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Is lanadelumab, a monoclonal antibody that inhibits plasma kallikrein, effective in preventing hereditary angioedema attacks?
In this randomized clinical trial involving 125 patients with hereditary angioedema type I or II, treatment with lanadelumab for 26 weeks significantly reduced the mean attack rate (0.26-0.53 attacks/month) compared with placebo (1.97 attacks/month).
These findings support the use of lanadelumab for the prevention of hereditary angioedema attacks.
Current treatments for long-term prophylaxis in hereditary angioedema have limitations.
To assess the efficacy of lanadelumab, a fully human monoclonal antibody that selectively inhibits active plasma kallikrein, in preventing hereditary angioedema attacks.
Design, Setting, and Participants
Phase 3, randomized, double-blind, parallel-group, placebo-controlled trial conducted at 41 sites in Canada, Europe, Jordan, and the United States. Patients were randomized between March 3, 2016, and September 9, 2016; last day of follow-up was April 13, 2017. Randomization was 2:1 lanadelumab to placebo; patients assigned to lanadelumab were further randomized 1:1:1 to 1 of the 3 dose regimens. Patients 12 years or older with hereditary angioedema type I or II underwent a 4-week run-in period and those with 1 or more hereditary angioedema attacks during run-in were randomized.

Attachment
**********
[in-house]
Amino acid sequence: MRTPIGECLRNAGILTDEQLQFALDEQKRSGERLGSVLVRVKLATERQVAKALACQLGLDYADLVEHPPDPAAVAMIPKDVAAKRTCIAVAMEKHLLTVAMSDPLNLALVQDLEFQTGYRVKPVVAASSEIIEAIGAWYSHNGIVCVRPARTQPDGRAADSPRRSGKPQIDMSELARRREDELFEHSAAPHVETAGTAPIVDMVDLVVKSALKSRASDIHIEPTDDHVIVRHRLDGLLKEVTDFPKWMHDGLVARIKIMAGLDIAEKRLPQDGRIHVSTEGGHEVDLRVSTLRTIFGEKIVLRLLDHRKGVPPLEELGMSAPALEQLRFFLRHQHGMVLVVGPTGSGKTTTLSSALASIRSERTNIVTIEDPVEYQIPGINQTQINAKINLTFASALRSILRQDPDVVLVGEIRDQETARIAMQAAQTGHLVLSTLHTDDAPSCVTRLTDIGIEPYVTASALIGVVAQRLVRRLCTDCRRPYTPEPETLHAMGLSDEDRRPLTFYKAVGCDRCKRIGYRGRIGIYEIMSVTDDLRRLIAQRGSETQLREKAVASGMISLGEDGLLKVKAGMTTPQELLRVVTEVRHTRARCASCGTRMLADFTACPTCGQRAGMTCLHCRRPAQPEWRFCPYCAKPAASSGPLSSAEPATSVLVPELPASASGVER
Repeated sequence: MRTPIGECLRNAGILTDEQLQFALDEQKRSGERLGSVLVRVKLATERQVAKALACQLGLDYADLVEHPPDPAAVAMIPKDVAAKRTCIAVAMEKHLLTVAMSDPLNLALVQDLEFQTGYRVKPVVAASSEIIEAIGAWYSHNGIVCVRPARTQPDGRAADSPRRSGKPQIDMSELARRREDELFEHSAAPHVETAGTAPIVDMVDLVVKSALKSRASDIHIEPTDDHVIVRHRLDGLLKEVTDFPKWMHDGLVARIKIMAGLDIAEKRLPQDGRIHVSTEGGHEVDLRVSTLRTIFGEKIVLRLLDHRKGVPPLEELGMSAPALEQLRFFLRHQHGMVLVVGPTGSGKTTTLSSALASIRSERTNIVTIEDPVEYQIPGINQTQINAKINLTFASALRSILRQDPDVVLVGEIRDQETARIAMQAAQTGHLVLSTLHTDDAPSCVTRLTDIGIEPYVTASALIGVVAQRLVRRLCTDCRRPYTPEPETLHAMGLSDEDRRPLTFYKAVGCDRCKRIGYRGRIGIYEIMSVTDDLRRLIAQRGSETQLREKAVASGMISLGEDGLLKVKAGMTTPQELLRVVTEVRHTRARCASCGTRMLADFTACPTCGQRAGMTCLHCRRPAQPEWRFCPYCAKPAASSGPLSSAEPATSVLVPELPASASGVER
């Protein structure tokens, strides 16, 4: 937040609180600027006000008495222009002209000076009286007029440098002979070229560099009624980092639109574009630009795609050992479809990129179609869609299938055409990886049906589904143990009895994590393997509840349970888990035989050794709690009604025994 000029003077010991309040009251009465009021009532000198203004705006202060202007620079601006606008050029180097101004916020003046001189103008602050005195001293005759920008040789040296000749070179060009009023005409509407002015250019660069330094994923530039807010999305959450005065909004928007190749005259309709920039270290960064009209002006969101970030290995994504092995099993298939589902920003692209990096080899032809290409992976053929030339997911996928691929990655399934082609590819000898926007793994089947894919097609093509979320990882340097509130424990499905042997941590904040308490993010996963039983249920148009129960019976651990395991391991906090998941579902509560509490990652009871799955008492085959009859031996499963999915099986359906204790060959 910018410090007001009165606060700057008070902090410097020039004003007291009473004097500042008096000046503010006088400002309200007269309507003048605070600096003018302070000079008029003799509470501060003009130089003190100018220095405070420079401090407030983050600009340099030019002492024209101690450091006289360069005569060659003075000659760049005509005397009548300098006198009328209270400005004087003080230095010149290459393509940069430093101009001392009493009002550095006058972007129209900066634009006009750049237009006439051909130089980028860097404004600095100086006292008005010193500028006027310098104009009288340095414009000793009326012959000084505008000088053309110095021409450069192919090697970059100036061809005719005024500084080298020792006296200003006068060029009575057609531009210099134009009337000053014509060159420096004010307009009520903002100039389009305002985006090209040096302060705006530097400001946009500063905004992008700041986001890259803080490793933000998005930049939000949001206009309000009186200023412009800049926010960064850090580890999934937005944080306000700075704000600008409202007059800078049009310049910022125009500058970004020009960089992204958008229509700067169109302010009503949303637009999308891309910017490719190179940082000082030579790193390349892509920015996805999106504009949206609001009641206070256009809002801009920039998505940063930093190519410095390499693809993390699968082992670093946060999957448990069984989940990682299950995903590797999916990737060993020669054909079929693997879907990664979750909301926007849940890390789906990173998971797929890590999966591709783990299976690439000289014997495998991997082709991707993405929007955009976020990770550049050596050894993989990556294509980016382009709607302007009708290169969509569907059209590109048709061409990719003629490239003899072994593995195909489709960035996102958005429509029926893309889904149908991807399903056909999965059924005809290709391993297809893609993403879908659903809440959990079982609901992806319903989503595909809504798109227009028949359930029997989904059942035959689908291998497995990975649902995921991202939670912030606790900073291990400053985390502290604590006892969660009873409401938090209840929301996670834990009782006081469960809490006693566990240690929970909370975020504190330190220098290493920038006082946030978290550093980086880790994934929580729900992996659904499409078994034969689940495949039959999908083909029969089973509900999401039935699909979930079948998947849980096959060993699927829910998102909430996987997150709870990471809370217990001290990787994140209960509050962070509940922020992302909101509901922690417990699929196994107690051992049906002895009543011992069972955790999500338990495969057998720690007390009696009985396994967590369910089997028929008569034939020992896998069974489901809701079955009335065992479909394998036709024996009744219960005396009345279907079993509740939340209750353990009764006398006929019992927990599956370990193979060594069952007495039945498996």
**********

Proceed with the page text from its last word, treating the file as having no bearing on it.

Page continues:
Twenty-six-week treatment with subcutaneous lanadelumab 150 mg every 4 weeks (n = 28), 300 mg every 4 weeks (n = 29), 300 mg every 2 weeks (n = 27), or placebo (n = 41). All patients received injections every 2 weeks, with those in the every-4-week group receiving placebo in between active treatments.
Main Outcome and Measures
Primary efficacy end point was the number of investigator-confirmed attacks of hereditary angioedema over the treatment period.
Among 125 patients randomized (mean age, 40.7 years [SD, 14.7 years]; 88 females [70.4%]; 113 white [90.4%]), 113 (90.4%) completed the study. During the run-in period, the mean number of hereditary angioedema attacks per month in the placebo group was 4.0; for the lanadelumab groups, 3.2 for the every-4-week 150-mg group; 3.7 for the every-4-week 300-mg group; and 3.5 for the every-2-week 300-mg group. During the treatment period, the mean number of attacks per month for the placebo group was 1.97; for the lanadelumab groups, 0.48 for the every-4-week 150-mg group; 0.53 for the every-4-week 300-mg group; and 0.26 for the every-2-week 300-mg group. Compared with placebo, the mean differences in the attack rate per month were −1.49 (95% CI, −1.90 to −1.08; P < .001); −1.44 (95% CI, −1.84 to −1.04; P < .001); and −1.71 (95% CI, −2.09 to −1.33; P < .001). The most commonly occurring adverse events with greater frequency in the lanadelumab treatment groups were injection site reactions (34.1% placebo, 52.4% lanadelumab) and dizziness (0% placebo, 6.0% lanadelumab).